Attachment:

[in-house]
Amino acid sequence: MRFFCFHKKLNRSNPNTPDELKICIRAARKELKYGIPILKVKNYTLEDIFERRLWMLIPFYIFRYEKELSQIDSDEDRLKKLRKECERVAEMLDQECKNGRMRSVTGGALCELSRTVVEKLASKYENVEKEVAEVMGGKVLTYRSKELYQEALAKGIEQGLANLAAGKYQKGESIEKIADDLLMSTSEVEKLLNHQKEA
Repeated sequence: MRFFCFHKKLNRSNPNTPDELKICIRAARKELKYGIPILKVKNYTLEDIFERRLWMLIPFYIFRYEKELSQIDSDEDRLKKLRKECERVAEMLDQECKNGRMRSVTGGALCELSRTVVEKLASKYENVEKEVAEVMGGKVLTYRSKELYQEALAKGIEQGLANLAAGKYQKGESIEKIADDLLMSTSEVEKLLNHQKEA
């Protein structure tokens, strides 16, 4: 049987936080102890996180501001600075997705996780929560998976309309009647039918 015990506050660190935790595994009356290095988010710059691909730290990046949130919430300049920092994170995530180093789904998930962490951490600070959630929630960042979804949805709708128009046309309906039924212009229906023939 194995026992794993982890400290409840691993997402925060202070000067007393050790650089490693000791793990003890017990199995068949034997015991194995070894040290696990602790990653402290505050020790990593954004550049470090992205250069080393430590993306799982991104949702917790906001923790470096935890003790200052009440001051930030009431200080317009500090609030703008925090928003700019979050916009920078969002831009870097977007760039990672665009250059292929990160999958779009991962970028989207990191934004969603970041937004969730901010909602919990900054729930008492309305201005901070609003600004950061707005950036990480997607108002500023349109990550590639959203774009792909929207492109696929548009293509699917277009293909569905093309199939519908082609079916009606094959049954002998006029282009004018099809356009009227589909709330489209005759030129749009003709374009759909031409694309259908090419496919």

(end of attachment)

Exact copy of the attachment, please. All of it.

[in-house]
Amino acid sequence: MRFFCFHKKLNRSNPNTPDELKICIRAARKELKYGIPILKVKNYTLEDIFERRLWMLIPFYIFRYEKELSQIDSDEDRLKKLRKECERVAEMLDQECKNGRMRSVTGGALCELSRTVVEKLASKYENVEKEVAEVMGGKVLTYRSKELYQEALAKGIEQGLANLAAGKYQKGESIEKIADDLLMSTSEVEKLLNHQKEA
Repeated sequence: MRFFCFHKKLNRSNPNTPDELKICIRAARKELKYGIPILKVKNYTLEDIFERRLWMLIPFYIFRYEKELSQIDSDEDRLKKLRKECERVAEMLDQECKNGRMRSVTGGALCELSRTVVEKLASKYENVEKEVAEVMGGKVLTYRSKELYQEALAKGIEQGLANLAAGKYQKGESIEKIADDLLMSTSEVEKLLNHQKEA
């Protein structure tokens, strides 16, 4: 049987936080102890996180501001600075997705996780929560998976309309009647039918 015990506050660190935790595994009356290095988010710059691909730290990046949130919430300049920092994170995530180093789904998930962490951490600070959630929630960042979804949805709708128009046309309906039924212009229906023939 194995026992794993982890400290409840691993997402925060202070000067007393050790650089490693000791793990003890017990199995068949034997015991194995070894040290696990602790990653402290505050020790990593954004550049470090992205250069080393430590993306799982991104949702917790906001923790470096935890003790200052009440001051930030009431200080317009500090609030703008925090928003700019979050916009920078969002831009870097977007760039990672665009250059292929990160999958779009991962970028989207990191934004969603970041937004969730901010909602919990900054729930008492309305201005901070609003600004950061707005950036990480997607108002500023349109990550590639959203774009792909929207492109696929548009293509699917277009293909569905093309199939519908082609079916009606094959049954002998006029282009004018099809356009009227589909709330489209005759030129749009003709374009759909031409694309259908090419496919």